Small Business Debt Relief Case Story: A Family Business Survives and Thrives Again
Peter Simpson (name has been changed to protect confidentiality), a small business owner, operates a business installing home theater systems in new home constructions. Peter, a husband and father of three kids, runs the business with his wife who works part-time doing the books for the business, but gets very little income. In his business Peter relies on vendors to provide materials on short-term credit, usually payable in 60 days. Business was going well for Peter until the Great Recession hit. Construction of new homes slowed dramatically and his business dried up.
Peter and his wife depleted their savings trying to get through this down time. They relied heavily on credit cards for both their personal and business expenses. Fortunately, they were able to survive the Great Recession, but found themselves deeply in debt. They had personal credit card debt, business credit card debt, and debts to the vendors that supplied materials.
All in, they owed more than $300,000. They were barely making the minimum monthly payments on all of this debt – approximately $9,000 per month.
Bankruptcy was not an option. Peter knew his vendors would not continue to supply him with materials with a bankruptcy on his credit. He consulted with a friend who handled bankruptcies to see if he had any other options. The bankruptcy attorney referred Peter to an attorney he knew who handled debt settlements. Peter met with the attorney and learned that through a negotiated debt settlement, he could settle not only his vendor debts, but also his personal and credit card debt.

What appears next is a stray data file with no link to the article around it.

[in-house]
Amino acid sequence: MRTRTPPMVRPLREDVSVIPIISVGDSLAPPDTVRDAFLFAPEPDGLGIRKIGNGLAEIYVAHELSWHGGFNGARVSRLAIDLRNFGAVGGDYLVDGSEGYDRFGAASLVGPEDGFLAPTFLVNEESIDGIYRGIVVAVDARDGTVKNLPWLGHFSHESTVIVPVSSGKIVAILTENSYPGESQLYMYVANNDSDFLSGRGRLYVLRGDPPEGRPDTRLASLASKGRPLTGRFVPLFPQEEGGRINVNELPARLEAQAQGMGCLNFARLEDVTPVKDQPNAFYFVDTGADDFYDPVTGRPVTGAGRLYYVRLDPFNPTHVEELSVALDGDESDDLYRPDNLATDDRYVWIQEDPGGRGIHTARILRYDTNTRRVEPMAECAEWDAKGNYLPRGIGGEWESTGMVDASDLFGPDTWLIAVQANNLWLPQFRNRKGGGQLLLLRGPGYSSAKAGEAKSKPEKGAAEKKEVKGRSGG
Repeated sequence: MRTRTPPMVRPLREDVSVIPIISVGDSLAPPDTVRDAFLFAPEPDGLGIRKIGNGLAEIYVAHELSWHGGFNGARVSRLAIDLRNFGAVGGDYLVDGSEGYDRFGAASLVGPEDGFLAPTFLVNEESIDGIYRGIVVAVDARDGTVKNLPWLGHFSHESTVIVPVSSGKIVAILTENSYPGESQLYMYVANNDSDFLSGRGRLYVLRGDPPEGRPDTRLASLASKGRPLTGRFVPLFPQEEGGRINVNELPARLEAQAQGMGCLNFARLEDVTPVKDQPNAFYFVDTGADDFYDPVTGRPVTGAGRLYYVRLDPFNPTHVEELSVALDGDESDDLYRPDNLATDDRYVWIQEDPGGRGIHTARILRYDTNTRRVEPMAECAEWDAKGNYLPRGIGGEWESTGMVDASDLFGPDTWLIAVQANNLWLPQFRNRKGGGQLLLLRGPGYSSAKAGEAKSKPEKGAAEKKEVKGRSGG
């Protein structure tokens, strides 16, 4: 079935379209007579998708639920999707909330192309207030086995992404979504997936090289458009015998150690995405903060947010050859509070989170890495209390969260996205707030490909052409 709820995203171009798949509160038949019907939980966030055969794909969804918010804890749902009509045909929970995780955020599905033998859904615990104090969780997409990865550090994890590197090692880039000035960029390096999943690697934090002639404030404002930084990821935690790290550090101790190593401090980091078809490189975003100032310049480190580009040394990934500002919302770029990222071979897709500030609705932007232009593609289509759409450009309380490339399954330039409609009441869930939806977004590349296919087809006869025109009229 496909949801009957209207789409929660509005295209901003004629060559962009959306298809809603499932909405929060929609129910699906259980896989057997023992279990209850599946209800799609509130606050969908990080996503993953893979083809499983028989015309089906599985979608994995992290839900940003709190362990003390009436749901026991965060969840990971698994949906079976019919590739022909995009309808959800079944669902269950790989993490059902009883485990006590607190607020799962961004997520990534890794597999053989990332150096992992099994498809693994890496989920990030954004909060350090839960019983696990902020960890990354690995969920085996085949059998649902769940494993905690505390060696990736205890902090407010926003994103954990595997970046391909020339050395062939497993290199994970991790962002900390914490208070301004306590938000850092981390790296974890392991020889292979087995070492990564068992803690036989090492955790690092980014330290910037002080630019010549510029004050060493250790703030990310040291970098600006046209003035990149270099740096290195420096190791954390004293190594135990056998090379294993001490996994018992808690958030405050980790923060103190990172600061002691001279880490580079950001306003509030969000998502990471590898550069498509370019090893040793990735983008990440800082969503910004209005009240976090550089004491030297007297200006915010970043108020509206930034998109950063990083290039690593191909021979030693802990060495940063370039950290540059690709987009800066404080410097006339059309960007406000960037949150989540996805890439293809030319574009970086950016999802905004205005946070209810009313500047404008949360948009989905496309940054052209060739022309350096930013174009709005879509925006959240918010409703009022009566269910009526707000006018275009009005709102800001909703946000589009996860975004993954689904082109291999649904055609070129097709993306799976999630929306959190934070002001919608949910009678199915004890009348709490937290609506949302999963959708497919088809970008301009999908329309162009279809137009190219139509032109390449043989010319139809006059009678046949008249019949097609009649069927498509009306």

The attorney estimated that the Simpsons could settle the entirety of their debts for about $165,000.00, including the attorney’s fees.
The attorney gave Peter and his wife their options. They could continue to pay the $9,000, but to a separate trust account where funds accumulate to settle the debt. At this pace they could have all their debts settled over a 19-month period. Alternatively, they could spread the payments out over a longer 36-month period with payments of approximately $4,600.
The Simpsons decided to spread out the payments over 36 months. They dedicated the other $4,400 no longer used to pay the minimum monthly payments to their retirement plan. At the end of the 36-month period, they became completely debt free. Through debt settlement, the Simpsons easily paid down their debt, stayed in good graces with their vendors, kept their business thriving and comfortably started funding their retirement.